Sanjitpaal Singh: Rock star wildlife photographer and activist

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Sanjitpaal Singh – Photo: SC Shekar

By Elena Koshy | New Straits Times | Malaysia |

FOR many people, the picture of the Helmeted hornbill is among Sanjitpaal Singh’s most powerful images. And he gets it. “It’s a rare bird to photograph,” he concedes, with a slight shrug of his shoulders.

It was important now more than ever to try, though. The Helmeted hornbill is heading towards extinction because of the booming black market for carvings made from its “horn”. Other hornbills have hollow casques, as their horns are called, but the Helmeted hornbill’s is solid and easy to carve into beads, figurines and intricate scenes.

“Parts of the hornbill were being sold off by locals for a pittance. It’s such a pity because they could actually earn so much more through ecotourism. The latter allows them to make money off natural resources while protecting them,” he asserts.

It’s not too late to save the Helmeted hornbill, Sanjit (as he’s fondly known) tells me, but to get people to care, they had to be able to show the bird in all its splendour. “I knew it was going to be hard,” he says, adding: “Twenty years ago, it was hard. And now they’ve been hunted so much more, they’re even rarer. But it turned out to be even harder than I expected.”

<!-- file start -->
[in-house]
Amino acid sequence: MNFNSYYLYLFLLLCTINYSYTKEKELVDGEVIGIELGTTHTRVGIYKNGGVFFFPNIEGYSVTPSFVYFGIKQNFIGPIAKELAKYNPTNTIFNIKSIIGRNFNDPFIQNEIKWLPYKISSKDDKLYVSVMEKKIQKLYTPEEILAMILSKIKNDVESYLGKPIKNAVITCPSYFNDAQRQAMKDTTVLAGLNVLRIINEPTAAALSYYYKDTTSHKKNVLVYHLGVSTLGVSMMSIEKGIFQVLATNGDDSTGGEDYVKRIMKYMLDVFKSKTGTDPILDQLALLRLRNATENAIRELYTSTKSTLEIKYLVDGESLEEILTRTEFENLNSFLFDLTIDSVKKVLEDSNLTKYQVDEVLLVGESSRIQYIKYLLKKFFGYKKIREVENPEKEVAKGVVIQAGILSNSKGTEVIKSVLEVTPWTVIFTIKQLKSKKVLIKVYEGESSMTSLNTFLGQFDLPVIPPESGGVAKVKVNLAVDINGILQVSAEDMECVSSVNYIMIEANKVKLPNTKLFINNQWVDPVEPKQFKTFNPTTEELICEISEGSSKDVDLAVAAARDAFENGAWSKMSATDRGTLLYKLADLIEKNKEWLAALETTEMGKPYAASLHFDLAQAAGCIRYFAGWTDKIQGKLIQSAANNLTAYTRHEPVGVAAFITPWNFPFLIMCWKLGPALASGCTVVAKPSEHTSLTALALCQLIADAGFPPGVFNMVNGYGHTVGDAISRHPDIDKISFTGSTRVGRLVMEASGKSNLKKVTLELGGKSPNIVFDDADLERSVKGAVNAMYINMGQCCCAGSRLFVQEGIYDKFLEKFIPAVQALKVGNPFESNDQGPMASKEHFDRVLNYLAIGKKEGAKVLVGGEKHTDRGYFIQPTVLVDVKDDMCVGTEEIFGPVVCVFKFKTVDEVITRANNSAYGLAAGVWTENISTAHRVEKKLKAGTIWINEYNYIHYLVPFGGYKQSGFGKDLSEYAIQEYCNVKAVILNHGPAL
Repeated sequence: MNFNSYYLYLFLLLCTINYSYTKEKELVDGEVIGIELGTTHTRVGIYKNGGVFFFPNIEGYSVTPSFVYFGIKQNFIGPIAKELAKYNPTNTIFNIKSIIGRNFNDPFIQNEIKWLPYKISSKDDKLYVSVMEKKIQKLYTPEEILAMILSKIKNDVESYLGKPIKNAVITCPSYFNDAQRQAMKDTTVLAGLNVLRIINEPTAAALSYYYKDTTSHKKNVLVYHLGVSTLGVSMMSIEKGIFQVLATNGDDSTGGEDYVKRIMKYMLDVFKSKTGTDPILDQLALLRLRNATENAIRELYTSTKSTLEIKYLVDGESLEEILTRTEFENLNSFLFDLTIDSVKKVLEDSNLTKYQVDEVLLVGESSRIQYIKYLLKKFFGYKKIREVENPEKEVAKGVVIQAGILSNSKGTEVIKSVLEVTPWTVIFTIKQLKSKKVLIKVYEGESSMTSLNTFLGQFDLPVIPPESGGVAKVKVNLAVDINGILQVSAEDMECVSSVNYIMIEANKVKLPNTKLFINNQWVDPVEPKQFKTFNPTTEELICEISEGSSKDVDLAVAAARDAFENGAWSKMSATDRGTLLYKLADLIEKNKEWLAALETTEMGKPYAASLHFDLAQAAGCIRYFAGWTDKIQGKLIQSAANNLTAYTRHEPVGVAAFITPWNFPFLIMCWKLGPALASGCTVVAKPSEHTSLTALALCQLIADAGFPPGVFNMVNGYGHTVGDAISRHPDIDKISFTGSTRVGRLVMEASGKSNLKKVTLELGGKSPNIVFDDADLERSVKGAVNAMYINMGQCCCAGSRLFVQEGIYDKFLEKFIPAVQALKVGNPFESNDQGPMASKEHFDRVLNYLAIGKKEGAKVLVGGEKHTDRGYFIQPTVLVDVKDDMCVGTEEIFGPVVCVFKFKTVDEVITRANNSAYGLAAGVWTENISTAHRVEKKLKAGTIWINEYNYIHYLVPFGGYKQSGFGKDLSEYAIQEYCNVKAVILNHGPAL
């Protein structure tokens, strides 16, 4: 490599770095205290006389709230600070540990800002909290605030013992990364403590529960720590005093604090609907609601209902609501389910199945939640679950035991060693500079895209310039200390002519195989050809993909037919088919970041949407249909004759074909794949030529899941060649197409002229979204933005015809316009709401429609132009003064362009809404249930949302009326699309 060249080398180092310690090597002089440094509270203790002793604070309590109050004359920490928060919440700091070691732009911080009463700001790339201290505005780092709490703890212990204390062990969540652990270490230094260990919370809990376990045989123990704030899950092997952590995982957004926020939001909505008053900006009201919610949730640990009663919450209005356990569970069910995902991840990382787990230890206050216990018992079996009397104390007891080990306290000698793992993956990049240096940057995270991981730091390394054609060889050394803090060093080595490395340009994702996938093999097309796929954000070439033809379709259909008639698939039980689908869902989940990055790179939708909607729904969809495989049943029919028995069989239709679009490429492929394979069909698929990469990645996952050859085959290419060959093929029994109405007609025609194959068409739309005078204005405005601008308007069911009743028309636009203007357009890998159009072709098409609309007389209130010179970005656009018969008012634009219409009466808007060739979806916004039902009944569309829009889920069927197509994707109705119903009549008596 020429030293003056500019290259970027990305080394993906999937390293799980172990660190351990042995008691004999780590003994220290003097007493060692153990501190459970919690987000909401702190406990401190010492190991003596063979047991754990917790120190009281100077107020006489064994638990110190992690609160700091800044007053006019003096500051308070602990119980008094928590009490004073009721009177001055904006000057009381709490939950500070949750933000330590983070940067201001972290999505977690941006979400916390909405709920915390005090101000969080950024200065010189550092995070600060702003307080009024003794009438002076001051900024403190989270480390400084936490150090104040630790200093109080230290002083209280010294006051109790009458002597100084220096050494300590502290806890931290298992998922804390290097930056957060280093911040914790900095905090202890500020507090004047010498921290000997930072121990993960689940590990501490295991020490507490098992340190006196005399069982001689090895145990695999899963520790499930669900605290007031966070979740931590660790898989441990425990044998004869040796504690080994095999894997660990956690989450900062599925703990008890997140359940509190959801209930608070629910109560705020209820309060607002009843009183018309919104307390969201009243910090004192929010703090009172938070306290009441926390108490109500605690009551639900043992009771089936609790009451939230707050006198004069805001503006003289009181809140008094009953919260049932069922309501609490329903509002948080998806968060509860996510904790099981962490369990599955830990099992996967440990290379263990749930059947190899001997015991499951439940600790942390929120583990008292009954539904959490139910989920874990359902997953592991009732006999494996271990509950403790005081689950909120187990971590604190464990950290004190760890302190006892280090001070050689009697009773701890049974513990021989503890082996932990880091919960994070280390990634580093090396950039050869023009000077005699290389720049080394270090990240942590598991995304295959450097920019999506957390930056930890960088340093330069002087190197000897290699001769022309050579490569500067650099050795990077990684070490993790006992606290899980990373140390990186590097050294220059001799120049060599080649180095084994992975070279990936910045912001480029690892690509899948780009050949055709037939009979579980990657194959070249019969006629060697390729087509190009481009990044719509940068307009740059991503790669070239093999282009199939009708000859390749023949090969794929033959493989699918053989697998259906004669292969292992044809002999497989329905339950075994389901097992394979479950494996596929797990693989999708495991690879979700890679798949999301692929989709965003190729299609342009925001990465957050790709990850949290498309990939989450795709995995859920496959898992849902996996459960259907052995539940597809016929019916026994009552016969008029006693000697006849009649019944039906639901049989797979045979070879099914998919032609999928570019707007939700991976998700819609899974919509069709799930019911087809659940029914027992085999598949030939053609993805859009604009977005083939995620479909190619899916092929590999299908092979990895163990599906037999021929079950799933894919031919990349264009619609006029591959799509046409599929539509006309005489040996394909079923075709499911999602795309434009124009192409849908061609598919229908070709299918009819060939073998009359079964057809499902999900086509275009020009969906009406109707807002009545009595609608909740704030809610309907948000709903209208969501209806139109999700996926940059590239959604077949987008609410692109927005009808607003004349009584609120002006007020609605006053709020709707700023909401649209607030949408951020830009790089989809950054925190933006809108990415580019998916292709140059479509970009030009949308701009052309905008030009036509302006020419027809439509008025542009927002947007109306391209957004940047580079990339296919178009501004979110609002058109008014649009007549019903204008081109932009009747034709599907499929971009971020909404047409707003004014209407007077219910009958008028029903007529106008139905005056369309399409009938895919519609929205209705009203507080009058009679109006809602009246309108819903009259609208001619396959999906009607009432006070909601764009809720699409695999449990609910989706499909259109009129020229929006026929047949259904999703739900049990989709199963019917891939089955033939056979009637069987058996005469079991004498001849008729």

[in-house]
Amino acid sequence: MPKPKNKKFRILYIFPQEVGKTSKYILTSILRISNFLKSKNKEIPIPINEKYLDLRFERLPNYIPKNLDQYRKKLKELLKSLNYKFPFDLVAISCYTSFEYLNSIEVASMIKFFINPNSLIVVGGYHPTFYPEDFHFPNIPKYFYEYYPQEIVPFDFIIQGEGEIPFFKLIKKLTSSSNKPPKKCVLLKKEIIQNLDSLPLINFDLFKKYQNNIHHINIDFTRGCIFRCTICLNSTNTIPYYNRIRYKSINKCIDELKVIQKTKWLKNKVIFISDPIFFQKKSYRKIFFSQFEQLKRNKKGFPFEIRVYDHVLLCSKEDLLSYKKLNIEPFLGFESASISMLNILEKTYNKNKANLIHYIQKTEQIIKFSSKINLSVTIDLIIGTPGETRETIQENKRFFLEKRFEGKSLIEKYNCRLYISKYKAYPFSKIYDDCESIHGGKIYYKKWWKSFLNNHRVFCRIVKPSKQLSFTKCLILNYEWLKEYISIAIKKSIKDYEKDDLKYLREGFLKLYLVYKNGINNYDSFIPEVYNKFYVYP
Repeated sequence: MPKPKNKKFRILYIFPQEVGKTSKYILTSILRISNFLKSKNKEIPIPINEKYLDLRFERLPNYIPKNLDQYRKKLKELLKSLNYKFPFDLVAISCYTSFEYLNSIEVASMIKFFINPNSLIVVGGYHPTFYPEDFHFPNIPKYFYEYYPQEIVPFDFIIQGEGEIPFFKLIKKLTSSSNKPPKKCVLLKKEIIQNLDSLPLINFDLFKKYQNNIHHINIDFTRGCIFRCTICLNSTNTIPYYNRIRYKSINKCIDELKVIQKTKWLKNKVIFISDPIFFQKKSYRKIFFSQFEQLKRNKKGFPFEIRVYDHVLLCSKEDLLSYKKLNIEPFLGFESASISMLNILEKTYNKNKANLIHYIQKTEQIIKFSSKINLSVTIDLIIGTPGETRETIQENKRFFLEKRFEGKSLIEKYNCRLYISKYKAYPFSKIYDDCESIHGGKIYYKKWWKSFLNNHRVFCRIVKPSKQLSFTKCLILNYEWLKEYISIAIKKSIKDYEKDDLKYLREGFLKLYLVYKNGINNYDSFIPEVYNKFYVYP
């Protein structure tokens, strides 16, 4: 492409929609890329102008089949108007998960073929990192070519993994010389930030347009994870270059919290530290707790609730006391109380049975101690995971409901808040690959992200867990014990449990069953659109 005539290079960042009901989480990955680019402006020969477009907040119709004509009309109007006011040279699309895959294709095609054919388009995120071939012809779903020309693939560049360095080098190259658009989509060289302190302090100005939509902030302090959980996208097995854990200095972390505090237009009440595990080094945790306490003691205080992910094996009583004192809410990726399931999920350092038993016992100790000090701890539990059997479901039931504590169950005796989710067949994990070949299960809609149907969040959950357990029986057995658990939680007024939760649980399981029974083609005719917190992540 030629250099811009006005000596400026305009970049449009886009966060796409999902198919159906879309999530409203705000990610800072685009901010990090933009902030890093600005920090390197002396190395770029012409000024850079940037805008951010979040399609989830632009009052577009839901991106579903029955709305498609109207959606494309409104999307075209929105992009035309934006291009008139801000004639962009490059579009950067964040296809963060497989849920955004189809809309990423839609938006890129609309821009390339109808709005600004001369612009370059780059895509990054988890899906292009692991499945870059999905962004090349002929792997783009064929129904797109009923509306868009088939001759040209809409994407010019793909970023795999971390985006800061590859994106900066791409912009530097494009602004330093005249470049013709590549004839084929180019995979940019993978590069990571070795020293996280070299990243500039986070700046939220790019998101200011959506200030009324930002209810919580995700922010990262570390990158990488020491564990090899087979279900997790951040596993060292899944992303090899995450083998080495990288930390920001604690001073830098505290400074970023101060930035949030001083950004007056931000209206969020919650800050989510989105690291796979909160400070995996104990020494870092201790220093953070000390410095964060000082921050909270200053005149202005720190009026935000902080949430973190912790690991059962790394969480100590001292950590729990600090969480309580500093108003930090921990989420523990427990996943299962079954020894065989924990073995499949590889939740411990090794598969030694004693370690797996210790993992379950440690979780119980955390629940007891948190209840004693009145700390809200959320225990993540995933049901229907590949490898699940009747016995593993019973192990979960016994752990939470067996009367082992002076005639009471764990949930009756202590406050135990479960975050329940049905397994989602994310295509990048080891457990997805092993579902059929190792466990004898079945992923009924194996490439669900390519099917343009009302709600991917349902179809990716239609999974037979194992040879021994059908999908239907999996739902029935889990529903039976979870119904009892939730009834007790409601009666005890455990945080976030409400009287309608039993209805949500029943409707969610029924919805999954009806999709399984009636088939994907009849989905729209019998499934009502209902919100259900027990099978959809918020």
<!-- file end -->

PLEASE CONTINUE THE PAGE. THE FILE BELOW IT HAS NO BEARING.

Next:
Sanjit spent around 450 hours and walked approximately 180 km to get this shot of the critically endangered Helmeted hornbill! – Photo: Sanjitpal Singh

Too demanding? Well, consider what he did to get the striking picture of a Helmeted hornbill with a very small fig in its bill.

He took a two-hour flight to Sabah, and journeyed for another two-and-a-half-hours to the village where he and his researcher wife, Dr Ravinder Kaur (or Ravin as I know her) were to stay for the duration of their trip.

They travelled by boat daily through the misty Kinabatangan River — at an unearthly hour of 4am — to reach the forest, traversed through rugged terrain in the dark while juggling equipment that weighed more than 14kg to arrive at the hornbill’s roosting site before the break of dawn.

“We didn’t want to miss the first feed of the day,” he says, referring to the breeding season where chances of catching a glimpse of the male Helmeted hornbill is almost a guarantee if they can spot an active nest.

That’s when the female seals herself inside a tree cavity to incubate her egg and raise the chick for up to 150 days. During that period, the male must deliver food multiple times a day.

Ravin and his wife have been studying the breeding biology of the Helmeted hornbills. The daily journey to and fro the Lower Kinabatangan Forest Reserve for a whopping 45 days wasn’t without risks.

Read the full story, ‘Wildlife photographer and activist Sanjitpaal Singh is a rock star out in the wild!’ (NST, 16 Jan 2022), here.

RELATED STORY:

Malaysia’s hornbill girl (Asia Samachar, 12 Oct 2020)

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